Friday, July 17, 2009

A Further Retrospective on Xigris: Approved Against the Rules?

Poole and colleagues recently completed a retrospective analysis of the approval process for Xigris (drotrecogin alfa) in both the US and Europe, that raises some further issues about this drug.

In HOOKED, the story I told about Xigris mostly postdated the time of approval. I stated that this much-heralded drug for sepsis turned out to be quite disappointing, offering relatively low rates of success in the face of extremely high costs. The result was that many hospital ICUs balked at the price tag. The manufacturer, Eli Lilly, responded with a bold PR counterattack, claiming that any hospital that withheld Xigris from its patients was engaging in unethical bedside rationing of care. They also hired on Sandra Tiffany, a Nevada state senator, who believed that her life had been saved by Xigris and then gave numerous TV interviews.

Poole and colleagues now expand the account by looking more carefully at the approval process both in the US, at the FDA, and in the counterpart European agency (EMEA). They found that both agencies broke their own rules by approving Xigris based on only one randomized trial. The trial that documented the supposed benefits of Xigris, called PROWESS, was as noted disappointing from the manufacturer's viewpoint. On the one hand it showed a statistically significant improvement of drug vs. placebo. On the other hand the effect size in favor of the drug was nothing to write home about. That apparently led the investigators to perform a large number of posthoc subgroup analyses. They found one such subgroup, those with severe sepsis according to APACHE III score, that seemed to do better on Xigris than the other subgroups.

It would seem as if the FDA and the EMEA, having violated rule #1 by approving a drug based on a single study, proceeded to try to make up for it by violating rule #2--don't approve a drug based on a posthoc subgroup analysis. That is, having approved Xigris, they then put a label restriction on it, that it was only for use in severe sepsis. The folly of that move, according to Poole et al., is that later studies revealed that the beneficial results in that subgroup could not be replicated and probably were a statistical fluke--which is precisely why we are warned by statisticians not to trust posthoc subgroup analyses, commonly poo-poohed as "data dredging."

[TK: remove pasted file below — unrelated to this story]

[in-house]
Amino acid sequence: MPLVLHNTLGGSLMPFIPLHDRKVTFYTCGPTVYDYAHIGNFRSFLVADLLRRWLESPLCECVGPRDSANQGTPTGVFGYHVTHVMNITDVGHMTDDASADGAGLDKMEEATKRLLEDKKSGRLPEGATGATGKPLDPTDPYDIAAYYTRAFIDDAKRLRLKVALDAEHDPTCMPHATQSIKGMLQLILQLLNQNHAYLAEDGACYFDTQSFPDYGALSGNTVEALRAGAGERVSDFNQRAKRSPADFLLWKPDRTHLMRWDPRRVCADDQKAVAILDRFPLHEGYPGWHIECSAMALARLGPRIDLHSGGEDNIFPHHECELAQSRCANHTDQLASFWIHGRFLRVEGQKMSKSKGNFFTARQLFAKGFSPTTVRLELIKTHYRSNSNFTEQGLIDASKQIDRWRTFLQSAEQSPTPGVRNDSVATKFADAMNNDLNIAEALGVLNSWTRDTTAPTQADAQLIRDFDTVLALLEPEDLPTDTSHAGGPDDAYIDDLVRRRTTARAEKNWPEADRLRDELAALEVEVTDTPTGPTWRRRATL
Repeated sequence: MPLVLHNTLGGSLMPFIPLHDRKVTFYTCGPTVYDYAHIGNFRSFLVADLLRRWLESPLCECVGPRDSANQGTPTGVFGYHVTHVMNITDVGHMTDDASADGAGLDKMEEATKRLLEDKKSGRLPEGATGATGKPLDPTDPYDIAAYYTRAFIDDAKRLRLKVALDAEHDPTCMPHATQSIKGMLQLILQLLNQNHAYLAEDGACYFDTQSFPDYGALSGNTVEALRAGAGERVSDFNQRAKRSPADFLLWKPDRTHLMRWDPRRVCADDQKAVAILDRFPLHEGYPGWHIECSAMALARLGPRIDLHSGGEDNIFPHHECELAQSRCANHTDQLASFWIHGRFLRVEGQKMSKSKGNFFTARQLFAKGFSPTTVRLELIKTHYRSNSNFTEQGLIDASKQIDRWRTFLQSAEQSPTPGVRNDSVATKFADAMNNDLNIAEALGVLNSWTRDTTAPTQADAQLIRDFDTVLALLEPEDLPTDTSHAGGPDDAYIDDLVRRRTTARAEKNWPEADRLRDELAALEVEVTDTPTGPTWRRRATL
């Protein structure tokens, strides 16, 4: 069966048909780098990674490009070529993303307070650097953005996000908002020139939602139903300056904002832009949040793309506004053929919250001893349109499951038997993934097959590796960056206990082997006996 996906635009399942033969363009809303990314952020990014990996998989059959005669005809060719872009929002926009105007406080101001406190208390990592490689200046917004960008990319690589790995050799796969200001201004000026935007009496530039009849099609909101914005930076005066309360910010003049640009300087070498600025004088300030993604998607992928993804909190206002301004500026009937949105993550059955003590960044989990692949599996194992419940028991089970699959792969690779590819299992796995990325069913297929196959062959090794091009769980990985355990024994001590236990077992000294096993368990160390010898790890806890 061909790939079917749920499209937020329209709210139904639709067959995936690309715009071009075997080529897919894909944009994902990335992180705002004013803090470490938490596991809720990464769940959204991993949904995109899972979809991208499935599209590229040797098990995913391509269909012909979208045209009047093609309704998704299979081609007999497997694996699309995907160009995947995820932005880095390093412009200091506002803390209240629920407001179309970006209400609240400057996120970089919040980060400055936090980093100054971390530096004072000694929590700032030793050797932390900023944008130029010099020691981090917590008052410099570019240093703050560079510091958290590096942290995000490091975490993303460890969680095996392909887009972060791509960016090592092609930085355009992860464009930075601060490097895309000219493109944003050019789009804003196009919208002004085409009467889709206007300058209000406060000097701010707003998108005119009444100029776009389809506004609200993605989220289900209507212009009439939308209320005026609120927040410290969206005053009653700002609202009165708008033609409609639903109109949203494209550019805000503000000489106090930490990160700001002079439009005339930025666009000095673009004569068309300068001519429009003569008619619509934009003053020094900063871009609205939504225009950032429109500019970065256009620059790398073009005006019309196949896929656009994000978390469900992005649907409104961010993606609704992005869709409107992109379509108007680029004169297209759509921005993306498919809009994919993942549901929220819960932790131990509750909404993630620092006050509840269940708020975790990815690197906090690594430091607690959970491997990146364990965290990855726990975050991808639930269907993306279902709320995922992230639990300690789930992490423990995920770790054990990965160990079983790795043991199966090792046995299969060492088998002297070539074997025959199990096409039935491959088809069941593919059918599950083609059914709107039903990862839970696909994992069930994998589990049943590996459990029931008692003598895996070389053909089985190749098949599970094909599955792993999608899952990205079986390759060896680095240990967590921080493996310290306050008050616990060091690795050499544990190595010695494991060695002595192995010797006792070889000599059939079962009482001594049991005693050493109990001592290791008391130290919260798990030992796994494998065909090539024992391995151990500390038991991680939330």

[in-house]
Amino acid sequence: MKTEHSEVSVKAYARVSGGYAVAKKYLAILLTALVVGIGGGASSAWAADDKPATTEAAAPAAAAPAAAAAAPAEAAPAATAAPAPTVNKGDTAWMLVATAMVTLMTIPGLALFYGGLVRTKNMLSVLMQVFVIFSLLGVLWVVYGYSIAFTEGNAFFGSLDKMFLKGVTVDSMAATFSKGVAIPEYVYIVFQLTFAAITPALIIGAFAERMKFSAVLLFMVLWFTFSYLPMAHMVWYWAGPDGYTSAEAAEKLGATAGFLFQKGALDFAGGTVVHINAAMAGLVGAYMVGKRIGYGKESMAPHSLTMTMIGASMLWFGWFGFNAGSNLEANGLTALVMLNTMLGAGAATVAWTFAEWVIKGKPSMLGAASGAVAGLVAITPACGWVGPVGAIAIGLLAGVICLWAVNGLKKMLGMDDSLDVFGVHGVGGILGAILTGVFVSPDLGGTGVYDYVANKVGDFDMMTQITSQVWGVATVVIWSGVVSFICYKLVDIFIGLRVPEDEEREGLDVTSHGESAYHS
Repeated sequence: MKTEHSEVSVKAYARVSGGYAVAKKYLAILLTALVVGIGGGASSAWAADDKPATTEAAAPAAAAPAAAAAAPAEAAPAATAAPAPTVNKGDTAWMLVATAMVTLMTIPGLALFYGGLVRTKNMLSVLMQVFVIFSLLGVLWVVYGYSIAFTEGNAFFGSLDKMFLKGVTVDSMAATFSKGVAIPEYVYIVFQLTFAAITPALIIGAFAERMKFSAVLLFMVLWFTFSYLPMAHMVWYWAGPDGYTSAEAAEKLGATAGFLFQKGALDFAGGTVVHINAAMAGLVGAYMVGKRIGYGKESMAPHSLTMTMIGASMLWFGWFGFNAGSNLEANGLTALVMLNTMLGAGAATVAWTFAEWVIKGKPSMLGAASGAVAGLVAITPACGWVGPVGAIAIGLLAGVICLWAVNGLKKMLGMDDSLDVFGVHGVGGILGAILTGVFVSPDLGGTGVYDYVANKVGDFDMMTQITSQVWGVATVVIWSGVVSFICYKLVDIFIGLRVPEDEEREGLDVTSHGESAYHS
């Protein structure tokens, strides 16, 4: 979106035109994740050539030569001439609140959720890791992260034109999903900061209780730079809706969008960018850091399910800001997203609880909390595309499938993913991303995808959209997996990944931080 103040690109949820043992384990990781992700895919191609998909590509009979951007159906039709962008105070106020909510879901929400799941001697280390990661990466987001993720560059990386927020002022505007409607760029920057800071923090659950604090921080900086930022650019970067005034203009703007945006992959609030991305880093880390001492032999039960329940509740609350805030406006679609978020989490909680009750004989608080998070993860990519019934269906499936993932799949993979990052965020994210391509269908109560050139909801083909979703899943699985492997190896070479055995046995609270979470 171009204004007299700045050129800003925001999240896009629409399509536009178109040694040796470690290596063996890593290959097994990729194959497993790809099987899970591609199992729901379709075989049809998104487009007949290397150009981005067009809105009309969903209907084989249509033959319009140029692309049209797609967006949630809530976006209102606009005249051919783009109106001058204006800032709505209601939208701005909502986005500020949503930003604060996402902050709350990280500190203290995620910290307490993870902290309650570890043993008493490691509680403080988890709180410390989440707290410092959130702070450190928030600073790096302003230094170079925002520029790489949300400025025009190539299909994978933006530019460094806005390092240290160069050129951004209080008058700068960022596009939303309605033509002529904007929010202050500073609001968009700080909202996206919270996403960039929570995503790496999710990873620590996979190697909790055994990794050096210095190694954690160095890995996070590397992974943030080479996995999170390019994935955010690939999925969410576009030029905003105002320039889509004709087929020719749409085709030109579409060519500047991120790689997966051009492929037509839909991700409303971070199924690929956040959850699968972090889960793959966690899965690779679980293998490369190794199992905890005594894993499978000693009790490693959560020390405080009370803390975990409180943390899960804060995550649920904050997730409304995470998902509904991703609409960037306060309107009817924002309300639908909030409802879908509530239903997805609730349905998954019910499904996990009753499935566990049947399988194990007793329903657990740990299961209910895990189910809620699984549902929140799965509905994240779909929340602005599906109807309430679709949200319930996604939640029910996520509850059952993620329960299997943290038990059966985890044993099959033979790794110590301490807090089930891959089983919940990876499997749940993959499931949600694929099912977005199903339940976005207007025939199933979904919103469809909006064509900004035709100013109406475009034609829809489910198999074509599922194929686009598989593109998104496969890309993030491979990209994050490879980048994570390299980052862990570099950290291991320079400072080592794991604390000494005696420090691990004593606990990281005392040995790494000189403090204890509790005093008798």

Against these critical views of the drug approval process go our understanding of the pressure that was undoubtedly felt by the agencies to approve this drug, for two reasons--first, that sepsis has no effective treatment and is a high-mortality condition; and second, that Xigris is something of a breakthrough product that replies on a new chemical mechanism of action. Today we can say that it has proved much less effective than was initially thought, and in addition seems to cause a serious amount of bleeding as its major adverse reaction. It can probably said with justice, even in hindsight, that if the FDA and the EMEA were going to approve the drug contrary to their own rules of best evidence, they might at least have done so with the mandate that the company perform more extensive follow-up studies. As it was, Lilly was left totally on its own as to whether or not to do those studies.

Thanks incidentally to Rick Bukata and Jerry Hoffman of Primary Care Medical Abstracts for calling my attenton to this paper.

Poole D, Bertolini G, Garattini S. Errors in the approval process and post-marketing evaluation of drotrecogin alfa (activated) for the treatment of severe sepsis. Lancet Infectious Diseases 9:67-72, 2009.


Dan said...

Great post, doc. I interviewed to sell this useless drug years ago, and asked questions about it's efficacy to Eli Lilly during these interviews. They did not hire me.

Unknown said...

The other lesson is that if you dig hard enough in either study data or pharmacoeconomic patterns, you can find a sliver of justification for anything.

I suspect that the development team was in love with the idea of how Xigris was supposed to work, and had just thrown too much effort and $ into the drug to back down when the study results didn't support that core idea.

Disclaimer: I once worked with people who crunched numbers for the XEUS and Mercury trials that examined Xigris data